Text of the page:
Recently I’ve been working on a Node.js project where we needed to keep track of which requests were generating calls to some other pieces of code. Passing a request identifier around was not viable since it would require to change too many APIs.
We solved the problem using cls-hooked, a small package that uses the
async_hooks experimental Node.js API to implement Continuation Local Storage.
What is Continuation Local Storage?
Some languages have Thread Local Storage. This is a way to attach global data to the thread itself. Due to the asynchronous and single-threaded nature of Node.js this is not useful. Instead, we use Continuation Local Storage (CLS).
CLS is a mechanism that allows the attachment of data to the current asynchronous execution context. It uses async_hooks to keep track of asynchronous context changes and to load and unload the data associated with it.
Building an Express middleware
First we need to create a namespace. Namespaces are a way to scope global data so we don’t end up getting values from somebody else. We create a namespace with the
Our express middleware is going to be quite simple. We’re going to generate an
uuid and store it in the namespace.
As you can see, the
set method is called within a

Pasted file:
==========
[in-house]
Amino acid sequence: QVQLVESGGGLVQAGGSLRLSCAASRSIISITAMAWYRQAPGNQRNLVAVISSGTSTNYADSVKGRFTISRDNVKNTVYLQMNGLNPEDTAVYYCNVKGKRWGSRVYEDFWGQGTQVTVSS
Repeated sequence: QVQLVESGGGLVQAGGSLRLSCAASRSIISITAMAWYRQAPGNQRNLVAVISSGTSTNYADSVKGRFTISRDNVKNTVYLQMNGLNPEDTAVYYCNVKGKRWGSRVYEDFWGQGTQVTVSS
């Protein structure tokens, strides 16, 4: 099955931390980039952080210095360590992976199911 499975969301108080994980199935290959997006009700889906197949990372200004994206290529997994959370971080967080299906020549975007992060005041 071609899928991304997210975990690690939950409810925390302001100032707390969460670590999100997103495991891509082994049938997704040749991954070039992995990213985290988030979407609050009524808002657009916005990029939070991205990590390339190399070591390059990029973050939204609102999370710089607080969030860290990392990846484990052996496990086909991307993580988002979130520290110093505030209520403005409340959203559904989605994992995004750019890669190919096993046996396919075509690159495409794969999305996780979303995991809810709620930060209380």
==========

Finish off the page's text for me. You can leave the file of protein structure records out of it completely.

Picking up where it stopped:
requestId value is going to be available from any code called inside that
run block, and that’s why we are calling
next() inside the
run as well. Calling
next() inside the
run will make the
requestId available for any other middleware and controller in our express application.
We can now build our complete express application and use the
A word on performance
Even though the solution presented above is clean and requires little coding, it has a major drawback: the usage of the
async_hooks API is still experimental so it could possibly change in the future, but what is worse is that enabling it has a big impact on performance. This is currently being discussed in this github issue.
If you are writing a critical piece of code you probably want to stay away from
async_hooks. You’d also want to stay away from
async_hooks if you’re writing a library, since you could impact performance for your users just for your convenience. If the problem you’re dealing with does not match neither of these scenarios, CLS may be a great way of making things simpler.